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Published by the American Society of Agricultural and Biological Engineers, St. Joseph, Michigan

Citation:  Transactions of the ASAE. Vol. 45(5): 1375–1383 . (doi: 10.13031/2013.11074) @2002
Authors:   K. R. Mankin, R. D. DeAusen, P. L. Barnes
Keywords:   GIS, Watershed modeling, Water quality modeling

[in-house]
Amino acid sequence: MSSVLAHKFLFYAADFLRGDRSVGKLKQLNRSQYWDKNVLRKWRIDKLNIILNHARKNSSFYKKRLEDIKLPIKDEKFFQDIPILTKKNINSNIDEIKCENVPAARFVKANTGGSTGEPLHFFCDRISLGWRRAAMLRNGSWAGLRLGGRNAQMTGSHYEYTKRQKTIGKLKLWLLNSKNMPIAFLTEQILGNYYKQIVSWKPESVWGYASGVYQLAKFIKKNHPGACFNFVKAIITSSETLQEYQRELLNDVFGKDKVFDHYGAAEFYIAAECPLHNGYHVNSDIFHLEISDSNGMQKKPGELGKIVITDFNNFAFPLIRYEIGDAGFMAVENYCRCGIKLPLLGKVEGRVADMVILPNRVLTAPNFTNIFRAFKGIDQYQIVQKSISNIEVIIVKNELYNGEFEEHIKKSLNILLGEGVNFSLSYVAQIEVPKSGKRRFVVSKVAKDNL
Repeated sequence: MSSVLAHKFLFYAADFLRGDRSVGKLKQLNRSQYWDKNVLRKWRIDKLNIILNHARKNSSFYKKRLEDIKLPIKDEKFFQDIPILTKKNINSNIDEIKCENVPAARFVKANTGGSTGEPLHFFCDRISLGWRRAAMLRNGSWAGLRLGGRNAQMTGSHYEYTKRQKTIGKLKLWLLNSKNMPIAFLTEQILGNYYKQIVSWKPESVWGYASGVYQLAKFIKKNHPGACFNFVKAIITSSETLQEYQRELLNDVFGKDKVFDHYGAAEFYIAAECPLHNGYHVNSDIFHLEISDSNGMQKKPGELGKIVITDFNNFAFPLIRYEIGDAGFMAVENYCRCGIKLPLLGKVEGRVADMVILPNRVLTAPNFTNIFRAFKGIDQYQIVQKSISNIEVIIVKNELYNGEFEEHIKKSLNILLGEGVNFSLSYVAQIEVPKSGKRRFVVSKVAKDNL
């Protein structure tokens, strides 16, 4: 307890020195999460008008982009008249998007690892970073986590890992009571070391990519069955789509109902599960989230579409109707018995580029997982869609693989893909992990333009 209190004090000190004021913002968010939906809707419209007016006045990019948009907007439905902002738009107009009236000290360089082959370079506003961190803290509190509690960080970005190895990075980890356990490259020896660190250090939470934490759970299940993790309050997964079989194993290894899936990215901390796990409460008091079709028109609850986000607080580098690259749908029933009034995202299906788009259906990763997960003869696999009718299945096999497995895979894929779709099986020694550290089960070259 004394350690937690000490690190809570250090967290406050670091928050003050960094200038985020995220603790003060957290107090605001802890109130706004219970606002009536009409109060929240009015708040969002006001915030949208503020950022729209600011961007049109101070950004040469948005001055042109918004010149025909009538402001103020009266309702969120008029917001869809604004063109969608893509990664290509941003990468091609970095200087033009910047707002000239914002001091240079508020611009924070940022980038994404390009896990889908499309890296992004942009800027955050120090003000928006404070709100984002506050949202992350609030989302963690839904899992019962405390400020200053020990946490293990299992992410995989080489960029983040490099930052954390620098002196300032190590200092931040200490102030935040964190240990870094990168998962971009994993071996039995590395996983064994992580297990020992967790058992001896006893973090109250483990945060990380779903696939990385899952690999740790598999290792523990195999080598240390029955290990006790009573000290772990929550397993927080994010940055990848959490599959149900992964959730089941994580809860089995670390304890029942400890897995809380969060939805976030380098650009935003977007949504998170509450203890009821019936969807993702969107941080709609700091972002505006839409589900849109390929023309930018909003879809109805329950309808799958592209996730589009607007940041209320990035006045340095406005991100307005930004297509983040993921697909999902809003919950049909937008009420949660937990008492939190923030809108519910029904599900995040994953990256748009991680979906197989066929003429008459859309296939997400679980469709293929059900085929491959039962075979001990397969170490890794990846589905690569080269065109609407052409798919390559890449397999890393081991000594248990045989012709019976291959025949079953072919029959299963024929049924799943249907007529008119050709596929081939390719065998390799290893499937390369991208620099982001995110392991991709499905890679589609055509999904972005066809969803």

Data from geographic information systems (GIS) are important for developing input datasets for watershed models. However, the process used to translate GIS data into modelinput data can introduce errors. Although GIS data are routinely checked to assure their mapping accuracy, it is far less likely that the derived modelinput data are verified. The objective of this project was to assess GIS interfacegenerated data for the AGNPS watershed model by comparison to baseline data from a manually conducted field survey for the Horseshoe Creek watershed in Kansas. Multiple descriptors were used to assess agreement between datasets. Very good agreement was found for soil parameters (soil texture and erodibility), moderate agreement for landuse parameters (crop and management practice factors), and poor agreement for topographic parameters (slope and slope length). The absence of GIS data layers pertaining to management practices, such as contouring and terracing, reduced the agreement in landuse terms. Poor estimation of slope by the GIS interface model for larger cell sizes resulted in the poor agreement in topographic values. Issues related to appropriate cell sizes, generation of landmanagement practice GIS coverages, accuracy of GIS coverages, and accuracy of interface algorithms must be addressed by watershed modelers using GIS data.

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